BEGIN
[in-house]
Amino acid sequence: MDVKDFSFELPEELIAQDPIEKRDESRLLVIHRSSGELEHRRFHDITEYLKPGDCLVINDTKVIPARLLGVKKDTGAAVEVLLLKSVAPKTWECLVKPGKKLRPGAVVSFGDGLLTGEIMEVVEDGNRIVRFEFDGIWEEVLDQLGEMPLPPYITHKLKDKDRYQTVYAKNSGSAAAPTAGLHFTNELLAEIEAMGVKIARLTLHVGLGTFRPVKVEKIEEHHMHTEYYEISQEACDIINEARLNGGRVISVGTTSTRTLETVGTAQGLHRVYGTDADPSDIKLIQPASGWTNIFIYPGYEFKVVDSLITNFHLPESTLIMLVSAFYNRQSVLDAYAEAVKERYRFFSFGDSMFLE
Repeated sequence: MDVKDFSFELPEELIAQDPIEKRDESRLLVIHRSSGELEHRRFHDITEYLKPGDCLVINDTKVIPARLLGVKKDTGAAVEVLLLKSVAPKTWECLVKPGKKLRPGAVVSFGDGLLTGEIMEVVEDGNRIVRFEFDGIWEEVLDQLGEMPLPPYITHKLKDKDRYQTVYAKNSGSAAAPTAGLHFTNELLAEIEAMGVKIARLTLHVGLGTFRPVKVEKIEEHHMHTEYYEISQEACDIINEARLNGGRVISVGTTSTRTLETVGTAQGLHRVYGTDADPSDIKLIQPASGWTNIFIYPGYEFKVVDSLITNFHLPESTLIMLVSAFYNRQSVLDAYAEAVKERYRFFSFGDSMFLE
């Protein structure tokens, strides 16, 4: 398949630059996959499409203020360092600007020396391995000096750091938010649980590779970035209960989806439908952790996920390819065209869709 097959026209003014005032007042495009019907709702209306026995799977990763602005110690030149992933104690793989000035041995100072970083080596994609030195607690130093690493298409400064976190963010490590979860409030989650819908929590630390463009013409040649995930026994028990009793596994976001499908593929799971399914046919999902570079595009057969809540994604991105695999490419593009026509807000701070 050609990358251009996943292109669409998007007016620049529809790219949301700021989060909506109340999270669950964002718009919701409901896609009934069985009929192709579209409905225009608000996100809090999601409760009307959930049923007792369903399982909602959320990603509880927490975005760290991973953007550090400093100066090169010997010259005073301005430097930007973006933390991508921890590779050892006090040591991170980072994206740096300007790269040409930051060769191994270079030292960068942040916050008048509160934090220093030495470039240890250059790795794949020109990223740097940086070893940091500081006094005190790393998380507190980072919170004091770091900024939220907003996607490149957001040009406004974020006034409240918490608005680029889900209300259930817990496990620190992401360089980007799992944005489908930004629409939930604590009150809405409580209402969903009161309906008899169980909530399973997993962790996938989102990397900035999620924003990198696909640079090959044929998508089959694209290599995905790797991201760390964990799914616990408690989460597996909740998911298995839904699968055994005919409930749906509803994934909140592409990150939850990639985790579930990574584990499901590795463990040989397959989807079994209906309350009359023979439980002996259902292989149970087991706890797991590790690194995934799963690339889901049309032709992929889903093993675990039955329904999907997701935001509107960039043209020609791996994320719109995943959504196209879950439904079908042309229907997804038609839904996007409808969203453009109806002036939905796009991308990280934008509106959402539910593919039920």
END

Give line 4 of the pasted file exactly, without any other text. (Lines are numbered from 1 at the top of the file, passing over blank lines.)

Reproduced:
């Protein structure tokens, strides 16, 4: 398949630059996959499409203020360092600007020396391995000096750091938010649980590779970035209960989806439908952790996920390819065209869709 097959026209003014005032007042495009019907709702209306026995799977990763602005110690030149992933104690793989000035041995100072970083080596994609030195607690130093690493298409400064976190963010490590979860409030989650819908929590630390463009013409040649995930026994028990009793596994976001499908593929799971399914046919999902570079595009057969809540994604991105695999490419593009026509807000701070 050609990358251009996943292109669409998007007016620049529809790219949301700021989060909506109340999270669950964002718009919701409901896609009934069985009929192709579209409905225009608000996100809090999601409760009307959930049923007792369903399982909602959320990603509880927490975005760290991973953007550090400093100066090169010997010259005073301005430097930007973006933390991508921890590779050892006090040591991170980072994206740096300007790269040409930051060769191994270079030292960068942040916050008048509160934090220093030495470039240890250059790795794949020109990223740097940086070893940091500081006094005190790393998380507190980072919170004091770091900024939220907003996607490149957001040009406004974020006034409240918490608005680029889900209300259930817990496990620190992401360089980007799992944005489908930004629409939930604590009150809405409580209402969903009161309906008899169980909530399973997993962790996938989102990397900035999620924003990198696909640079090959044929998508089959694209290599995905790797991201760390964990799914616990408690989460597996909740998911298995839904699968055994005919409930749906509803994934909140592409990150939850990639985790579930990574584990499901590795463990040989397959989807079994209906309350009359023979439980002996259902292989149970087991706890797991590790690194995934799963690339889901049309032709992929889903093993675990039955329904999907997701935001509107960039043209020609791996994320719109995943959504196209879950439904079908042309229907997804038609839904996007409808969203453009109806002036939905796009991308990280934008509106959402539910593919039920």